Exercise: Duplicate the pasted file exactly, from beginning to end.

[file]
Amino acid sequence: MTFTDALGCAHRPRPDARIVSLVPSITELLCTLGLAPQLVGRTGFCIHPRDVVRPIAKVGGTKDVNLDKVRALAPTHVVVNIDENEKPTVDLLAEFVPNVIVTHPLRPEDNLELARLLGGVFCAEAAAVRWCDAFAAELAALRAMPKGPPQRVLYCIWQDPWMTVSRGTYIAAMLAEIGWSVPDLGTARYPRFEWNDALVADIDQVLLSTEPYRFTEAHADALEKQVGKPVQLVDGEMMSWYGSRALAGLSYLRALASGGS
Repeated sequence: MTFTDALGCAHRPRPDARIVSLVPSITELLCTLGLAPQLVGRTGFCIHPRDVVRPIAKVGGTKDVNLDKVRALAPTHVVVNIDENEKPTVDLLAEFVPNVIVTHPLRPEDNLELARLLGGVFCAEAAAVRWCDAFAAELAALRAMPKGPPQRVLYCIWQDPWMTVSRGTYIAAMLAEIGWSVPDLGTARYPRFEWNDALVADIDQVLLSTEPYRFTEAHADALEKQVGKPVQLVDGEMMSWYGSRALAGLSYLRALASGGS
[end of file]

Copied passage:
Amino acid sequence: MTFTDALGCAHRPRPDARIVSLVPSITELLCTLGLAPQLVGRTGFCIHPRDVVRPIAKVGGTKDVNLDKVRALAPTHVVVNIDENEKPTVDLLAEFVPNVIVTHPLRPEDNLELARLLGGVFCAEAAAVRWCDAFAAELAALRAMPKGPPQRVLYCIWQDPWMTVSRGTYIAAMLAEIGWSVPDLGTARYPRFEWNDALVADIDQVLLSTEPYRFTEAHADALEKQVGKPVQLVDGEMMSWYGSRALAGLSYLRALASGGS
Repeated sequence: MTFTDALGCAHRPRPDARIVSLVPSITELLCTLGLAPQLVGRTGFCIHPRDVVRPIAKVGGTKDVNLDKVRALAPTHVVVNIDENEKPTVDLLAEFVPNVIVTHPLRPEDNLELARLLGGVFCAEAAAVRWCDAFAAELAALRAMPKGPPQRVLYCIWQDPWMTVSRGTYIAAMLAEIGWSVPDLGTARYPRFEWNDALVADIDQVLLSTEPYRFTEAHADALEKQVGKPVQLVDGEMMSWYGSRALAGLSYLRALASGGS